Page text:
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Last of the Great Scouts

Cody Day At The Omaha Exposition
SINCE 1893 the "Wild West" exhibitions have been restricted to the various cities of our
own land. Life in "Buffalo Bill's Tented City," as it is called, is like life in a small village.
There are some six hundred persons in the various departments. Many of the men have
their families with them; the Indians have their squaws and papooses, and the variety of
nationalities, dialects, and costumes makes the miniature city an interesting and
entertaining one.
The Indians may be seen eating bundles of meat from their fingers and drinking tankards
of iced buttermilk. The Mexicans, a shade more civilized, shovel with their knives great
quantities of the same food into the capacious receptacles provided by nature. The
Americans, despite what is said of their rapid eating, take time to laugh and crack jokes,
and finish their repast with a product only known to the highest civilization--ice-cream.
When the "Wild West" visited Boston, one hot June day the parade passed a children's
hospital on the way to the show-grounds. Many of the little invalids were unable to leave
their couches. All who could do so ran to the open windows and gazed eagerly at the
passing procession, and the greatest excitement prevailed. These more fortunate little
ones described, as best they could, to the little sufferers who could not leave their beds
the wonderful things they saw. The Indians were the special admiration of the children.
After the procession passed, one wee lad, bedridden by spinal trouble, cried bitterly
because he had not seen it. A kind-hearted nurse endeavored to soothe the child, but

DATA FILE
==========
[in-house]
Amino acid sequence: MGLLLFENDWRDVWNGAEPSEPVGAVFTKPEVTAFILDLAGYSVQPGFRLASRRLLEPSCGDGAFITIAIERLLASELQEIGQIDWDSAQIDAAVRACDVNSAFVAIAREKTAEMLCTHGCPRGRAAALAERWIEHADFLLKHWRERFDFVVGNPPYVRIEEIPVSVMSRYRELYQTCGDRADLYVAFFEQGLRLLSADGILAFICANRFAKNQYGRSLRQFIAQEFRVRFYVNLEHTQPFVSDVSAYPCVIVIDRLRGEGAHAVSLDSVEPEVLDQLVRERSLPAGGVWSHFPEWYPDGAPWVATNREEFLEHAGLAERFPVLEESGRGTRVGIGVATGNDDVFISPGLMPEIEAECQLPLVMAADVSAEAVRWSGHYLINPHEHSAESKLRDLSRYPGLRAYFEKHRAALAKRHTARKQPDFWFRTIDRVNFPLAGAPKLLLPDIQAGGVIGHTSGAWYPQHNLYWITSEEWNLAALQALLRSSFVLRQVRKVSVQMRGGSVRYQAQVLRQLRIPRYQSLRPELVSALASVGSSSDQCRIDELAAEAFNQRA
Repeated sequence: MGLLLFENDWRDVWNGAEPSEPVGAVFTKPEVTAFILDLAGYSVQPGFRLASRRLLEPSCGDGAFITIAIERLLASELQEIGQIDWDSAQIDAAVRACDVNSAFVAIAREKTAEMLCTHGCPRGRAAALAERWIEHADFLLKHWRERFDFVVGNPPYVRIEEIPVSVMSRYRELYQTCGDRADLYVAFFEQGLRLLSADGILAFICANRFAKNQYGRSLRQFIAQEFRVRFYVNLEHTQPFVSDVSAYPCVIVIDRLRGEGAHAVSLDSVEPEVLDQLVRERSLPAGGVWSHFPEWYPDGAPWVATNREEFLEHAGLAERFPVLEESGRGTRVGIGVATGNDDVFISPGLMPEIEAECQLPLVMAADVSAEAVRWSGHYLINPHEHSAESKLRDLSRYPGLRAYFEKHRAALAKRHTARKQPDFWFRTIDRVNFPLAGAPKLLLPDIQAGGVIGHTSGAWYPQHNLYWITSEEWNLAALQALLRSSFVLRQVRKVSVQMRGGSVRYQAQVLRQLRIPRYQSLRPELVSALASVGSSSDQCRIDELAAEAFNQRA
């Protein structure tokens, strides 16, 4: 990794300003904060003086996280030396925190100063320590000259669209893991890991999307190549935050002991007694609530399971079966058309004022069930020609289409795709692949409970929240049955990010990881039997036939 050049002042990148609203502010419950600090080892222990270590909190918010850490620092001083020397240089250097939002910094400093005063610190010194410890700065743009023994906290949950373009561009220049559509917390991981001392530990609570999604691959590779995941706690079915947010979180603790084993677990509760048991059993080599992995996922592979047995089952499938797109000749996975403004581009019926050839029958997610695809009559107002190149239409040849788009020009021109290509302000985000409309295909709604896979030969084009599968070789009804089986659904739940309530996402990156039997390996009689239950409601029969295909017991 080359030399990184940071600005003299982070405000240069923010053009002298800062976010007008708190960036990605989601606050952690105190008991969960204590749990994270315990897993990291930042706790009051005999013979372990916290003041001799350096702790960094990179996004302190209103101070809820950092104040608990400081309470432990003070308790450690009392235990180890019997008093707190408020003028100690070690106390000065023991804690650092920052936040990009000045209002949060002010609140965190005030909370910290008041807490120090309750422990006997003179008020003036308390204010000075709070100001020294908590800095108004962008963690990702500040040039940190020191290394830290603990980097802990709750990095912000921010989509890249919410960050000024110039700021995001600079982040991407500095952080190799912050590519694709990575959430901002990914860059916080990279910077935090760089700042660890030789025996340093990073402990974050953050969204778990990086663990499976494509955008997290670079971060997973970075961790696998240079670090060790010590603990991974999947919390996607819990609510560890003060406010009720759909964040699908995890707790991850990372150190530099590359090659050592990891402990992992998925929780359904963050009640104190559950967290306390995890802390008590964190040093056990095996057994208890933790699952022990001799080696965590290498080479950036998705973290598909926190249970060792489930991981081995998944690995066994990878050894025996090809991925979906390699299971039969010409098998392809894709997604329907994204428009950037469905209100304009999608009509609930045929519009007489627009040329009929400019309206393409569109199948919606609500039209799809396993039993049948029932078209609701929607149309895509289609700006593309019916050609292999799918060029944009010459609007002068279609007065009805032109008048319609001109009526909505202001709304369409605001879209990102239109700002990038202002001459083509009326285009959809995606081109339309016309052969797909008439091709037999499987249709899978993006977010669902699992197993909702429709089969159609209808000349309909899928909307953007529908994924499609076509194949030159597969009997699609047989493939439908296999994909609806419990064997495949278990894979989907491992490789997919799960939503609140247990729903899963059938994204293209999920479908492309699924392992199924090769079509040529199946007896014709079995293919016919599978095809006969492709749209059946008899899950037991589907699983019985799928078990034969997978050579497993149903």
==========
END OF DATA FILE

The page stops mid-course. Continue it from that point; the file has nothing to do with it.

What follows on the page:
words proved unavailing. Then a bright idea struck the patient woman; she told him he
might write a letter to the great "Buffalo Bill" himself and ask him for an Indian's picture.
The idea was taken up with delight, and the child spent an eager hour in penning the
letter. It was pathetic in its simplicity. The little sufferer told the great exhibitor that he
was sick in bed, was unable to see the Indians when they passed the hospital, and that he
longed to see a photograph of one.
The important missive was mailed, and even the impatient little invalid knew it was
useless to expect an answer that day. The morning had hardly dawned before a child's
bright eyes were open. Every noise was listened to, and he wondered when the postman
would bring him a letter. The nurse hardly dared to hope that a busy man like Buffalo Bill
would take time to respond to the wish of a sick child.
"Colonel Cody is a very busy man," she said. "We must be patient."
At perhaps the twentieth repetition of this remark the door opened noiselessly. In came a
six-foot Indian, clad in leather trousers and wrapped in a scarlet blanket. He wore a head-
dress of tall, waving feathers, and carried his bow in his hand.
 
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